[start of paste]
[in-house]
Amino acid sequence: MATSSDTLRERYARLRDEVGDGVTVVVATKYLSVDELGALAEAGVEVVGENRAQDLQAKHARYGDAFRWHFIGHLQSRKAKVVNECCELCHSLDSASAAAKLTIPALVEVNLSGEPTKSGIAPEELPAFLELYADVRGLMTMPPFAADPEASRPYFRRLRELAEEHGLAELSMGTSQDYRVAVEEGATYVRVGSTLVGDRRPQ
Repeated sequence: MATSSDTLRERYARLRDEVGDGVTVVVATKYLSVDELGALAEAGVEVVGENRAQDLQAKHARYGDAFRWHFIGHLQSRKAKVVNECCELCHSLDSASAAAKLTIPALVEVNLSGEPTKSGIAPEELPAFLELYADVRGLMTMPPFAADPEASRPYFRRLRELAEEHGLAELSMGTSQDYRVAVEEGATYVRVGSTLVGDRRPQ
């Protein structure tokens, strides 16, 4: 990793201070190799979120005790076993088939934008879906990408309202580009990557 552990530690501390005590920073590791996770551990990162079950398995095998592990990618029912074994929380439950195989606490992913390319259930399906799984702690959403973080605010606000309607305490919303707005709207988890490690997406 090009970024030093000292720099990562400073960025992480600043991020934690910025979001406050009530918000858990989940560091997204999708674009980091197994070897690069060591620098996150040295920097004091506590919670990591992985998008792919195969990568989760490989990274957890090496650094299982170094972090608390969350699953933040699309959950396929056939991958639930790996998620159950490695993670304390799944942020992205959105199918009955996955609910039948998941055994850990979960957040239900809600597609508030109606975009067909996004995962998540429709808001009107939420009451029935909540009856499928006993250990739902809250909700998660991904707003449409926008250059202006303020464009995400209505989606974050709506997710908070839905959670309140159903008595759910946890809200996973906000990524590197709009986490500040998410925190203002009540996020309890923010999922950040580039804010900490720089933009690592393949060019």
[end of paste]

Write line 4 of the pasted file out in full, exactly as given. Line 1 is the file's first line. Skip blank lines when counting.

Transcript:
């Protein structure tokens, strides 16, 4: 990793201070190799979120005790076993088939934008879906990408309202580009990557 552990530690501390005590920073590791996770551990990162079950398995095998592990990618029912074994929380439950195989606490992913390319259930399906799984702690959403973080605010606000309607305490919303707005709207988890490690997406 090009970024030093000292720099990562400073960025992480600043991020934690910025979001406050009530918000858990989940560091997204999708674009980091197994070897690069060591620098996150040295920097004091506590919670990591992985998008792919195969990568989760490989990274957890090496650094299982170094972090608390969350699953933040699309959950396929056939991958639930790996998620159950490695993670304390799944942020992205959105199918009955996955609910039948998941055994850990979960957040239900809600597609508030109606975009067909996004995962998540429709808001009107939420009451029935909540009856499928006993250990739902809250909700998660991904707003449409926008250059202006303020464009995400209505989606974050709506997710908070839905959670309140159903008595759910946890809200996973906000990524590197709009986490500040998410925190203002009540996020309890923010999922950040580039804010900490720089933009690592393949060019």